BY BRENT SNAVELY • FREE PRESS BUSINESS WRITER • April 9, 2009
Evidence is mounting that the few customers who are shopping for new cars and trucks in this tough market are increasingly turning to Ford Motor Co. because it hasn’t asked for federal aid and is perceived as healthiest of the Detroit Three.
Craig Lahti, 32, of Wixom grew up in a “GM family” but purchased a Ford Focus last month.
“It was largely due to the fact that they’ve managed their business affairs better, in my opinion,” Lahti said. “Not only … did they not take the loans, but just seems that they are heading down the right road.”
General Motors Corp. and Chrysler LLC have accepted $17.4 billion in federal loans and are now struggling to meet the terms mandated by the federal government in order to receive additional funding. Ford, in contrast, decided in December not to ask for federal loans, even though it reported a record $14.6-billion loss for 2008.
Since then, Ford executives and dealers have been pushing the message that “Ford is different,” which seems to be resonating with customers.
Art Spinella, president of CNW Marketing Research in Bandon, Ore., said his research shows that the percentage of people who list Ford as a top brand to shop increased 12 points during the first quarter of this year compared with last year.
“It indicates that Ford really dodged a bullet,” Spinella said.
Spinella said Ford is mostly attracting buyers who previously preferred to buy GM and Chrysler vehicles, but are worried about the possibility of those companies filing for Chapter 11 bankruptcy.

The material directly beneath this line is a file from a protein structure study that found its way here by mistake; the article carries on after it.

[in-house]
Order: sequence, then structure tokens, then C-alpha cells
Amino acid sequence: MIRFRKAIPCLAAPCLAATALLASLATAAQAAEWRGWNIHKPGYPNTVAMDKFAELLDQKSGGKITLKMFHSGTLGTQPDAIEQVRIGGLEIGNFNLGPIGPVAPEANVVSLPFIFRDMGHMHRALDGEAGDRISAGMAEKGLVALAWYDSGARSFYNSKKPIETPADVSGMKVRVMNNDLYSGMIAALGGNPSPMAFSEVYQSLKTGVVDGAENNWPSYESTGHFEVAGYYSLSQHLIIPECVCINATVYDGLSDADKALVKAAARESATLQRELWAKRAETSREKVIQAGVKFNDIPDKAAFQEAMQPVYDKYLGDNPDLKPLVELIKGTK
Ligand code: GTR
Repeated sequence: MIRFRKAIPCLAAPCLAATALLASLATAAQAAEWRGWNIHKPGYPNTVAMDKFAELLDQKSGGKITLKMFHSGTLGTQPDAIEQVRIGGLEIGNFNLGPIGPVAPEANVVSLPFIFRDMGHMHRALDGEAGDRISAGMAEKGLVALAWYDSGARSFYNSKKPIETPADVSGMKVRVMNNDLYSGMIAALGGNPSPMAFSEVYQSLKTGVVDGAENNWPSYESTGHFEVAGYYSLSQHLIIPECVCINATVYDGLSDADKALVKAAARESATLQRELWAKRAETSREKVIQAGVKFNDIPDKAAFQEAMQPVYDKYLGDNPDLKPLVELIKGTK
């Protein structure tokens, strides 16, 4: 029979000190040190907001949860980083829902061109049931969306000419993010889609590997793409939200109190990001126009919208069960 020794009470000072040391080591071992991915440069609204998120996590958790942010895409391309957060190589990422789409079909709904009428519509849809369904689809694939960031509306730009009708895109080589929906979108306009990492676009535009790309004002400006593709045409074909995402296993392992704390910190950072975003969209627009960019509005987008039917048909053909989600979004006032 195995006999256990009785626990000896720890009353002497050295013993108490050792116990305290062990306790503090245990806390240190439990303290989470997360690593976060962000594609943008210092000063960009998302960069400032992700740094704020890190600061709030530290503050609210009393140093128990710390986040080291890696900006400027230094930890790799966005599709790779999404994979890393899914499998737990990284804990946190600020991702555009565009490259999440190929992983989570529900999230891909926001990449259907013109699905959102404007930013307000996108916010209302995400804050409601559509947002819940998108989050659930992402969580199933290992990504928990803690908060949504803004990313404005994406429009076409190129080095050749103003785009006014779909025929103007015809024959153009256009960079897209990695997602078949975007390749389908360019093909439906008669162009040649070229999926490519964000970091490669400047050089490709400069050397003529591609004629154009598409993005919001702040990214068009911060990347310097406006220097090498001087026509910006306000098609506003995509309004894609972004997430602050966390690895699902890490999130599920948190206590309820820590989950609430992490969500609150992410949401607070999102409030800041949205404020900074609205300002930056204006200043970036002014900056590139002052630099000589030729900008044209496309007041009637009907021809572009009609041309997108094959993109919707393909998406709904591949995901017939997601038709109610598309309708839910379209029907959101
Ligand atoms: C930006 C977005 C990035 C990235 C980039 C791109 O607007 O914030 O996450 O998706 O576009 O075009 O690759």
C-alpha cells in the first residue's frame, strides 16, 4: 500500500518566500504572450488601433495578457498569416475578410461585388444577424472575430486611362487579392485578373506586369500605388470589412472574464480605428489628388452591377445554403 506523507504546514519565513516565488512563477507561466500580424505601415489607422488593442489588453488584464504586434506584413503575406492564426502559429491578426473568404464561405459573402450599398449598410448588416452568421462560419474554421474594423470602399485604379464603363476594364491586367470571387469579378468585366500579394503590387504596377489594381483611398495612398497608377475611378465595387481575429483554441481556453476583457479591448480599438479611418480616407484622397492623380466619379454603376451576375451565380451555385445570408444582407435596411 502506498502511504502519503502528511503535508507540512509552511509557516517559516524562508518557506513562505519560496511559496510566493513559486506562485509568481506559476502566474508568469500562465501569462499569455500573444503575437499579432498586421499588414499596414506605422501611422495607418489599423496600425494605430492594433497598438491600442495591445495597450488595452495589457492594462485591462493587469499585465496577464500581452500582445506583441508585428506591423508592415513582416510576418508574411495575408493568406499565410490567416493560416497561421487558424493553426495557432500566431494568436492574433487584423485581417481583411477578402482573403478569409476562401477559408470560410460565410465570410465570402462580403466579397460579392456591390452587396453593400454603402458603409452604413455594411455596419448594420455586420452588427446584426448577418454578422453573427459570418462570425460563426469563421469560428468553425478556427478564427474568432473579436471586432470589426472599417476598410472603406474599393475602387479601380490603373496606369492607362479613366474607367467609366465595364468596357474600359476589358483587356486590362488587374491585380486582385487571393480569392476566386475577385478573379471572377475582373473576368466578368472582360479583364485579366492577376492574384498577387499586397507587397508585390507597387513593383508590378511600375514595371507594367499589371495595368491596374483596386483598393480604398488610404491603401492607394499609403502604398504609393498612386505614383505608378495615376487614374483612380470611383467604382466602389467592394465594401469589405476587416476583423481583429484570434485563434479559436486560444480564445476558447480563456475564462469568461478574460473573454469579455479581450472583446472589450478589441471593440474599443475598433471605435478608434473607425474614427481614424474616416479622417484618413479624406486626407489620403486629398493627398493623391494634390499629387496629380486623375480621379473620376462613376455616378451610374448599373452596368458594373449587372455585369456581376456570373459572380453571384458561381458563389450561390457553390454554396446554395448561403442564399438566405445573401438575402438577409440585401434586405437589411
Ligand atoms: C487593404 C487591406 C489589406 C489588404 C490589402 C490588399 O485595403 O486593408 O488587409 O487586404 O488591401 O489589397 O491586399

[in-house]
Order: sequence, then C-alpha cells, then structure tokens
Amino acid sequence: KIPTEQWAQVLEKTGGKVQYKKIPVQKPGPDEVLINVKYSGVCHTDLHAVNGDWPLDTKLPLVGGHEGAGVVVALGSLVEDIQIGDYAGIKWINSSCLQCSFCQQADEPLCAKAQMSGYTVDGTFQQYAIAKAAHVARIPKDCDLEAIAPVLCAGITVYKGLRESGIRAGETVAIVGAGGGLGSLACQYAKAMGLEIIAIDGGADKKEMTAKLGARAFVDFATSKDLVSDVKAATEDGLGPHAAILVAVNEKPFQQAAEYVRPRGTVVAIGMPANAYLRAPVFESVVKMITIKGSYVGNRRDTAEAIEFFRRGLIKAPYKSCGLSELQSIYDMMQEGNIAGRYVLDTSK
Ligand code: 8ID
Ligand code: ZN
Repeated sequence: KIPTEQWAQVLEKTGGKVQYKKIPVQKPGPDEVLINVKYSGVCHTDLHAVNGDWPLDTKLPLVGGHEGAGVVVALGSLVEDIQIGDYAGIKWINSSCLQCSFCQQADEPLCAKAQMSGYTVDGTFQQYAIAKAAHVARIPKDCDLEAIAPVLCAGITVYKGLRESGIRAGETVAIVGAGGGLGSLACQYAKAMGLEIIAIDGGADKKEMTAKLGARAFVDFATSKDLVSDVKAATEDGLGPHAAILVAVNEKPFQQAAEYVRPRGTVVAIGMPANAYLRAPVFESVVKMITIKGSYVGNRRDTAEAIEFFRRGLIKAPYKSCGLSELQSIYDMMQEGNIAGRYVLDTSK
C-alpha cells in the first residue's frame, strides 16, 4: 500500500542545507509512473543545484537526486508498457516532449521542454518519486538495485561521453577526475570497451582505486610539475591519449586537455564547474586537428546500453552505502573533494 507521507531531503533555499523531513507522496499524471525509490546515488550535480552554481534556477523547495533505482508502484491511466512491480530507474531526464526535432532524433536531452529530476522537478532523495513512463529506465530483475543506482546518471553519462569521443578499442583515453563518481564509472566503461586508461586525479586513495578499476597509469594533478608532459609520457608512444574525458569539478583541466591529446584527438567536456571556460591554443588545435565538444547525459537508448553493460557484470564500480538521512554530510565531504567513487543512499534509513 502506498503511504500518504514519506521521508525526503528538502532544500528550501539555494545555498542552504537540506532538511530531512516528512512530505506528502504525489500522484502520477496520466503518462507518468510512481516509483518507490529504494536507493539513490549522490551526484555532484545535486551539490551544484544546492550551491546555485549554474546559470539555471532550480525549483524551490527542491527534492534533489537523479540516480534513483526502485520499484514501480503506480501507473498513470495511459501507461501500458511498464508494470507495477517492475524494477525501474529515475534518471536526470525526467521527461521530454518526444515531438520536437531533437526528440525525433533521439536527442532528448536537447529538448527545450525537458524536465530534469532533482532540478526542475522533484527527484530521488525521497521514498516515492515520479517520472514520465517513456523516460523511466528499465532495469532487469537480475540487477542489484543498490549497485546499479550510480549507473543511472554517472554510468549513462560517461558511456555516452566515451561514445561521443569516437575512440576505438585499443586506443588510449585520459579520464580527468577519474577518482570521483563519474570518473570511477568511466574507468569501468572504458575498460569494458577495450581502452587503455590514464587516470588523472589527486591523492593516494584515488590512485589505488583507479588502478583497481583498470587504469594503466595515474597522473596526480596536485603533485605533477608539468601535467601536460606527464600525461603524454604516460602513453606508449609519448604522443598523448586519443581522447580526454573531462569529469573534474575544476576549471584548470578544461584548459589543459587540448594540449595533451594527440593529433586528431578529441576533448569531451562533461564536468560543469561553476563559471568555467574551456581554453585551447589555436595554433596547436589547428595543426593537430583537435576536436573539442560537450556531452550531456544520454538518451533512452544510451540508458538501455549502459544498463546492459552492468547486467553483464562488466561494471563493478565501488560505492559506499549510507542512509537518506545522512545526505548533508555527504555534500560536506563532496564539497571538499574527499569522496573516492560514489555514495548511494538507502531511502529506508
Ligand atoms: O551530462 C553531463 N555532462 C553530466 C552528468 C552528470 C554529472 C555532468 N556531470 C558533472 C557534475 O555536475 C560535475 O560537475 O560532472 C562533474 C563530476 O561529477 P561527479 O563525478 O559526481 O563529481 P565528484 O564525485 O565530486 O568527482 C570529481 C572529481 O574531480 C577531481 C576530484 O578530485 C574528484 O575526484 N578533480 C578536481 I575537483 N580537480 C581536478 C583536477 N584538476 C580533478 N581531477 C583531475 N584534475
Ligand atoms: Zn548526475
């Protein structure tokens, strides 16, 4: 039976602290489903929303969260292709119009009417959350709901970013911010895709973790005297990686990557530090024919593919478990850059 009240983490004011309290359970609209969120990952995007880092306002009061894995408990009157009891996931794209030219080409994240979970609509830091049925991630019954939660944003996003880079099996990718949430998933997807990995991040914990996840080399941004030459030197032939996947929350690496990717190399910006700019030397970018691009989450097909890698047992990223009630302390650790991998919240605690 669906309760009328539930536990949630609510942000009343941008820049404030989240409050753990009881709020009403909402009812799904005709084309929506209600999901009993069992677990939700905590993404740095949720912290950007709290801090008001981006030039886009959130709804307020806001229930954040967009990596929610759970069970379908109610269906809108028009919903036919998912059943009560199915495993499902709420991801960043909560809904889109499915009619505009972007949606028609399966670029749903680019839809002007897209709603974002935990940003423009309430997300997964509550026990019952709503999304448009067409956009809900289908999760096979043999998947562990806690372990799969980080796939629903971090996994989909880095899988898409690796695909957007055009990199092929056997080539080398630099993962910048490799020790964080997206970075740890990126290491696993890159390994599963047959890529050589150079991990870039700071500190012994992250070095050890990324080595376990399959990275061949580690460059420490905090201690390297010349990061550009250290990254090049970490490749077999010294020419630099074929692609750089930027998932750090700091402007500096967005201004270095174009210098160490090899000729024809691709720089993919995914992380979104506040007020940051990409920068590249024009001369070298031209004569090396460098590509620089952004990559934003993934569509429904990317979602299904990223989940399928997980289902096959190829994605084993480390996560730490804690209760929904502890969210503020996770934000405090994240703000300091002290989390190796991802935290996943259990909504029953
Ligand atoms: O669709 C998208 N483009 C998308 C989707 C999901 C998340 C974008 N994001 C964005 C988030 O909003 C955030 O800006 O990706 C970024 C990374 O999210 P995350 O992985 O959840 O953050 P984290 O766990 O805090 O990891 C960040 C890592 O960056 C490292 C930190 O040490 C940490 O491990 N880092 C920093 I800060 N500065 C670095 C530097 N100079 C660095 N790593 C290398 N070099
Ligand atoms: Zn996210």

Last Friday, Tustin, Calif.-based AutoPacific said only 3% of Americans participating in a recent online survey were unaware that GM and Chrysler had received billions of dollars in federal loans. It also said 72% of respondents were more likely to buy a Ford vehicle.
Jesse Toprak, executive director of industry analysis for the automotive Web site Edmunds.com, said the number of visitors who shopped for Ford vehicles during the first three months of the year increased 12% compared with the same year-ago period. Meanwhile, the number shopping for GM and Chrysler vehicles declined 19% and 15%, respectively, during the same period.
Despite the positive research about Ford, the company continues to struggle. In March, Ford U.S. sales of new cars and trucks declined 40.8% compared with the same month a year ago. Industry-wide sales, by comparison, showed a decline of 36.8%.